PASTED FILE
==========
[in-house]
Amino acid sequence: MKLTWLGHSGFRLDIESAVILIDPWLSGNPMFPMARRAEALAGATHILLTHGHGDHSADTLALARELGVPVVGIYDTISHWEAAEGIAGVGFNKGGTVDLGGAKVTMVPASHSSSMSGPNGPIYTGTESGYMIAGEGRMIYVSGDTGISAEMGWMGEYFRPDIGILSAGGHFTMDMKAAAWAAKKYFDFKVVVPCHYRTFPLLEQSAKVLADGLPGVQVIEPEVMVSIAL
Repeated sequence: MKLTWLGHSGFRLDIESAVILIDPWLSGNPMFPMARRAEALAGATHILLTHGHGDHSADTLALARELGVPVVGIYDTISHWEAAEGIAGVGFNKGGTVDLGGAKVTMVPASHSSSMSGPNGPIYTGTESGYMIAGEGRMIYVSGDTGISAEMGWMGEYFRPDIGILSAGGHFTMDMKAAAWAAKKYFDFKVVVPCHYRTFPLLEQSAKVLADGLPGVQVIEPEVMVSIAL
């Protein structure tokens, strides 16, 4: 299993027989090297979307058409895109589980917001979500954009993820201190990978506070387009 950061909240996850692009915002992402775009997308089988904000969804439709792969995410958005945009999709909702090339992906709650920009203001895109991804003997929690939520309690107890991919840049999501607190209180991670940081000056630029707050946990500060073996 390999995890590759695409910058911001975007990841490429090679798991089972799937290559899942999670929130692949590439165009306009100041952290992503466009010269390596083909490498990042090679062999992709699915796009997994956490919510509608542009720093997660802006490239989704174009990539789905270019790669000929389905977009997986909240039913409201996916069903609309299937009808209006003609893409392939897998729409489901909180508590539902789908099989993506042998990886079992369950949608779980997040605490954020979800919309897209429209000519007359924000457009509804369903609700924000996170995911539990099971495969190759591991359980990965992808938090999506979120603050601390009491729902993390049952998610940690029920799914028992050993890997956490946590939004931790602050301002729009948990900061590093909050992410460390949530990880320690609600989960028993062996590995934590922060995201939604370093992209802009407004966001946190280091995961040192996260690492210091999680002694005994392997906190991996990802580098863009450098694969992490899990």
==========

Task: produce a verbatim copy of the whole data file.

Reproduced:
[in-house]
Amino acid sequence: MKLTWLGHSGFRLDIESAVILIDPWLSGNPMFPMARRAEALAGATHILLTHGHGDHSADTLALARELGVPVVGIYDTISHWEAAEGIAGVGFNKGGTVDLGGAKVTMVPASHSSSMSGPNGPIYTGTESGYMIAGEGRMIYVSGDTGISAEMGWMGEYFRPDIGILSAGGHFTMDMKAAAWAAKKYFDFKVVVPCHYRTFPLLEQSAKVLADGLPGVQVIEPEVMVSIAL
Repeated sequence: MKLTWLGHSGFRLDIESAVILIDPWLSGNPMFPMARRAEALAGATHILLTHGHGDHSADTLALARELGVPVVGIYDTISHWEAAEGIAGVGFNKGGTVDLGGAKVTMVPASHSSSMSGPNGPIYTGTESGYMIAGEGRMIYVSGDTGISAEMGWMGEYFRPDIGILSAGGHFTMDMKAAAWAAKKYFDFKVVVPCHYRTFPLLEQSAKVLADGLPGVQVIEPEVMVSIAL
């Protein structure tokens, strides 16, 4: 299993027989090297979307058409895109589980917001979500954009993820201190990978506070387009 950061909240996850692009915002992402775009997308089988904000969804439709792969995410958005945009999709909702090339992906709650920009203001895109991804003997929690939520309690107890991919840049999501607190209180991670940081000056630029707050946990500060073996 390999995890590759695409910058911001975007990841490429090679798991089972799937290559899942999670929130692949590439165009306009100041952290992503466009010269390596083909490498990042090679062999992709699915796009997994956490919510509608542009720093997660802006490239989704174009990539789905270019790669000929389905977009997986909240039913409201996916069903609309299937009808209006003609893409392939897998729409489901909180508590539902789908099989993506042998990886079992369950949608779980997040605490954020979800919309897209429209000519007359924000457009509804369903609700924000996170995911539990099971495969190759591991359980990965992808938090999506979120603050601390009491729902993390049952998610940690029920799914028992050993890997956490946590939004931790602050301002729009948990900061590093909050992410460390949530990880320690609600989960028993062996590995934590922060995201939604370093992209802009407004966001946190280091995961040192996260690492210091999680002694005994392997906190991996990802580098863009450098694969992490899990």